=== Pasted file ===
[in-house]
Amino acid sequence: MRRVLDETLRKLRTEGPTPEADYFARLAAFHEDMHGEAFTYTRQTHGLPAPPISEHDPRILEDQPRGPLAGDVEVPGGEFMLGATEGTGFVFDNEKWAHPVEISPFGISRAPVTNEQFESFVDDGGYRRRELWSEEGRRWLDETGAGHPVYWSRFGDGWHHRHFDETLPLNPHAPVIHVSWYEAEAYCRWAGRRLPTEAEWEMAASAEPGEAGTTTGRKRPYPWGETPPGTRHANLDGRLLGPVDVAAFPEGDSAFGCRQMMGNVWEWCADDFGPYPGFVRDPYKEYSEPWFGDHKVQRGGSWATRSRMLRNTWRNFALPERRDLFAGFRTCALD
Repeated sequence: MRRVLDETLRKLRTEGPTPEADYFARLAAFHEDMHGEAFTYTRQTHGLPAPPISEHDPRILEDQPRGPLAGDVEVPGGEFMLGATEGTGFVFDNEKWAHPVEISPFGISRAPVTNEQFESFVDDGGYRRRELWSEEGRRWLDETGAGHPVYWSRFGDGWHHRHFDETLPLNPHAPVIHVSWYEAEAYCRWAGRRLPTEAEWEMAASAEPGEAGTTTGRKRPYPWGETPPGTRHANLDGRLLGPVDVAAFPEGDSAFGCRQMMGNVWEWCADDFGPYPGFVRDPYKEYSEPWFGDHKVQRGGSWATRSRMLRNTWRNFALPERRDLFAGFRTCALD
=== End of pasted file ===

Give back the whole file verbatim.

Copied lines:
[in-house]
Amino acid sequence: MRRVLDETLRKLRTEGPTPEADYFARLAAFHEDMHGEAFTYTRQTHGLPAPPISEHDPRILEDQPRGPLAGDVEVPGGEFMLGATEGTGFVFDNEKWAHPVEISPFGISRAPVTNEQFESFVDDGGYRRRELWSEEGRRWLDETGAGHPVYWSRFGDGWHHRHFDETLPLNPHAPVIHVSWYEAEAYCRWAGRRLPTEAEWEMAASAEPGEAGTTTGRKRPYPWGETPPGTRHANLDGRLLGPVDVAAFPEGDSAFGCRQMMGNVWEWCADDFGPYPGFVRDPYKEYSEPWFGDHKVQRGGSWATRSRMLRNTWRNFALPERRDLFAGFRTCALD
Repeated sequence: MRRVLDETLRKLRTEGPTPEADYFARLAAFHEDMHGEAFTYTRQTHGLPAPPISEHDPRILEDQPRGPLAGDVEVPGGEFMLGATEGTGFVFDNEKWAHPVEISPFGISRAPVTNEQFESFVDDGGYRRRELWSEEGRRWLDETGAGHPVYWSRFGDGWHHRHFDETLPLNPHAPVIHVSWYEAEAYCRWAGRRLPTEAEWEMAASAEPGEAGTTTGRKRPYPWGETPPGTRHANLDGRLLGPVDVAAFPEGDSAFGCRQMMGNVWEWCADDFGPYPGFVRDPYKEYSEPWFGDHKVQRGGSWATRSRMLRNTWRNFALPERRDLFAGFRTCALD